There were 1,244 incidents fuelled solely by religious hatred in 2015. Only adherents of the Jewish faith were targeted more, even though the numbers declined from the year before.
Hate crimes against Muslims reported throughout the United States have increased by 67 percent. According to a Federal Bureau of Investigation report for 2015, 257 out of 1,244 incidents fuelled by religious hatred were anti-Muslim as opposed to 154 in 2014.
Hate crimes are motivated by a bias against "a race, religion, disability, sexual orientation, ethnicity, gender, or gender identity," according to the FBI.
"We saw a spike in anti-Muslim incidents nationwide beginning towards the end of 2015," Ibrahim Hooper, spokesperson for the Council on American-Islamic Relations said. "That spike has continued until today and even accelerated after the election of President-elect Donald Trump."
After Trump won the US presidential elections on November 8, there have been reports of an escalation in racist and anti-religious incidents throughout the country.
"I am so saddened to hear that," Trump told CBS's 60 Minutes, when informed that some of his supporters might be harassing minorities. "And I say, stop it. If it, if it helps, I will say right to the cameras: Stop it."
Reported hate crimes against Muslims in 2015 were at their highest since the 9/11 attacks on the United States. In 2001, 481 hate crimes were reported against Muslims.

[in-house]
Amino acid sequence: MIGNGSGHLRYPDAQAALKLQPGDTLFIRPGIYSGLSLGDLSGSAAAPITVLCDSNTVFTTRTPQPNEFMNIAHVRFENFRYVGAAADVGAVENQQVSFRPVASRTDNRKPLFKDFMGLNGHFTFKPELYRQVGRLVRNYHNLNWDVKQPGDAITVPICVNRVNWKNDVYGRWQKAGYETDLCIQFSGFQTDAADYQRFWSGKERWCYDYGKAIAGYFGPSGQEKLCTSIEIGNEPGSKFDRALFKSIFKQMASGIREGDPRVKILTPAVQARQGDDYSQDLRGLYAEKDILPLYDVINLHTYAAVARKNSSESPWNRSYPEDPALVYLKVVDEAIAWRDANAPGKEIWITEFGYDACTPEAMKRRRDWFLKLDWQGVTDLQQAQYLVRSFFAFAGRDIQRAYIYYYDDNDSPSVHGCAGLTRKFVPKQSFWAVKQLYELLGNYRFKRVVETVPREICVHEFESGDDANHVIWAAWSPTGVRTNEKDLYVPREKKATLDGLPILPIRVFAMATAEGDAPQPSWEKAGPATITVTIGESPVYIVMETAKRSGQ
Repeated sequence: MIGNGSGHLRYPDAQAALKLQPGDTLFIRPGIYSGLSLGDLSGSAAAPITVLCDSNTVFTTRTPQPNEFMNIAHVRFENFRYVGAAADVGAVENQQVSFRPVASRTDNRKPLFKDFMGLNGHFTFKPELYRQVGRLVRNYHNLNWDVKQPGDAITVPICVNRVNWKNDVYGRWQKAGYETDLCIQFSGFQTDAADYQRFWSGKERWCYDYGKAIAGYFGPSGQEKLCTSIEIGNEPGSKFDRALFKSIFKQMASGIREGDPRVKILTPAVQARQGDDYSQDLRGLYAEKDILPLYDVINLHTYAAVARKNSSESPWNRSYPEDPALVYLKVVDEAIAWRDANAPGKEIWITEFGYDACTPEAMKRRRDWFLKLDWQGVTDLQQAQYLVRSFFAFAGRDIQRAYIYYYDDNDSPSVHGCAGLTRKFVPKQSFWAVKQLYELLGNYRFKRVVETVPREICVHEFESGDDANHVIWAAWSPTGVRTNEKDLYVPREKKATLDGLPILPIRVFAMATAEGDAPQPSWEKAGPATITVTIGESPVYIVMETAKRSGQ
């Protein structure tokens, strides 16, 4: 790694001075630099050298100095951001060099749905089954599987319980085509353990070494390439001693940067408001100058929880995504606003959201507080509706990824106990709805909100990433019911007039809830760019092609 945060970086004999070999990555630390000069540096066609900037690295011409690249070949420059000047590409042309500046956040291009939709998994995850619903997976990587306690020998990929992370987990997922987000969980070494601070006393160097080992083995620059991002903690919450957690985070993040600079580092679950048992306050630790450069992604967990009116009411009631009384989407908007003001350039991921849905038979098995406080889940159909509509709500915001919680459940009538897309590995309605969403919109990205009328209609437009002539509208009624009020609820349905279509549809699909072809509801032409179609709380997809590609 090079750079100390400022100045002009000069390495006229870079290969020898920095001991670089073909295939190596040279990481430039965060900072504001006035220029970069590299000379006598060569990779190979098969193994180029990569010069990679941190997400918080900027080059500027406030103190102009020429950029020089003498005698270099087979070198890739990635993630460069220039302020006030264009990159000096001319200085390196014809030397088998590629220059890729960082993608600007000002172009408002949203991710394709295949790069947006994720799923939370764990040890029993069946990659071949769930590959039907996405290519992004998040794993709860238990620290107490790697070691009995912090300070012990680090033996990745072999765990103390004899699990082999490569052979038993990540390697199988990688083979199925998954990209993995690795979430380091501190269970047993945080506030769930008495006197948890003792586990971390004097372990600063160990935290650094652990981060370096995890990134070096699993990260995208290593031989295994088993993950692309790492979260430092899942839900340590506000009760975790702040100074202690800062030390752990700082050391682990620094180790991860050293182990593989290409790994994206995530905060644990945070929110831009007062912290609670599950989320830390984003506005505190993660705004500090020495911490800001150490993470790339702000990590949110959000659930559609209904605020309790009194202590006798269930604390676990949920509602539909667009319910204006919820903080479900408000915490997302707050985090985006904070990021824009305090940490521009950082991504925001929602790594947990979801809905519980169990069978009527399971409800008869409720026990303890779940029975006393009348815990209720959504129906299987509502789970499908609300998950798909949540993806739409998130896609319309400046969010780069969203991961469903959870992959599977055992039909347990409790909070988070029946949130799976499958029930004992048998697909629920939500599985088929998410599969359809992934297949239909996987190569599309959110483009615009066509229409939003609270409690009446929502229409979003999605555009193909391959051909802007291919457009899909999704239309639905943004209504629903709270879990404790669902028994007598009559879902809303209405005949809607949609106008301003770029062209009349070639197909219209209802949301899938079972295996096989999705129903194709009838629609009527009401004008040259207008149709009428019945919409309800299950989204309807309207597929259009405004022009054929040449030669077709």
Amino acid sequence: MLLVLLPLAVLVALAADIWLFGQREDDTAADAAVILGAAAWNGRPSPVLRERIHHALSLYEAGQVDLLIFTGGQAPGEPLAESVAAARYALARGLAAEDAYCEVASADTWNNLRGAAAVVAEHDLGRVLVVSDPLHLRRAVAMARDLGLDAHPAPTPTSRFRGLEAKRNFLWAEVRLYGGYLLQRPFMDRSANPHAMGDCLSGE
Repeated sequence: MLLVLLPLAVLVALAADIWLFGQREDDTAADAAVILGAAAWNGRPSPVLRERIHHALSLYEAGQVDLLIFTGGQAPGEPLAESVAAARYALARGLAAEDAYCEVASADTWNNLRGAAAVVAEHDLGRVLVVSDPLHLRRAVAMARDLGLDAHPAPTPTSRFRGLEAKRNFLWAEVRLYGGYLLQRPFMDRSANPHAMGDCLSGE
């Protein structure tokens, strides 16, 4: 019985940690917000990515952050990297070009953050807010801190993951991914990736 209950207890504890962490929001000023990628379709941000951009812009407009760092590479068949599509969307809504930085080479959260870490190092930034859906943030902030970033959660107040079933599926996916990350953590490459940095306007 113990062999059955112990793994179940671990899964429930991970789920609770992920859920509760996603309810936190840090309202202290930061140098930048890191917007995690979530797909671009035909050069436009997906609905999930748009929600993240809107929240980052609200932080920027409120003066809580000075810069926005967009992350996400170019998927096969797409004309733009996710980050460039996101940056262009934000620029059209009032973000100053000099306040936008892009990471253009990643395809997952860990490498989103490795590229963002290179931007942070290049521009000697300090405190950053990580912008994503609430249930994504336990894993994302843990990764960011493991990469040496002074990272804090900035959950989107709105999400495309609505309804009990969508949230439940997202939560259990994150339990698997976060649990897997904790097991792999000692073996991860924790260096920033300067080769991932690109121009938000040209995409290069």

Jews are the only religious group targeted more than Muslims. In 2014, 60.1% of all attacks against religious groups targeted Jews, compared to 15.2% for Muslims. In 2015, however, anti-Muslim incidents rose to 20.1% while the percentage of anti-Semitic attacks declined to 53.4%.
FBI's 2015 report, its 25th since it began compiling data on hate crimes, contains data from close to 15 thousand law-enforcement agencies and "reveals 5,850 criminal incidents and 6,885 related offences."
However, the Associated Press revealed earlier this year that "17 percent of local law-enforcement agencies had not submitted a single hate crime report during the last six years." This has led some to believe that hate crimes were being underreported.
"Gaps in participation and incomplete reporting demonstrate materially that this work must continue," Michael Lieberman with the Anti-Defamation League said. "We will be pressing the Trump Justice Department and US attorneys so this important work will be ongoing."
Lieberman pointed out there have been "unprecedented efforts" to address hate crimes in recent years.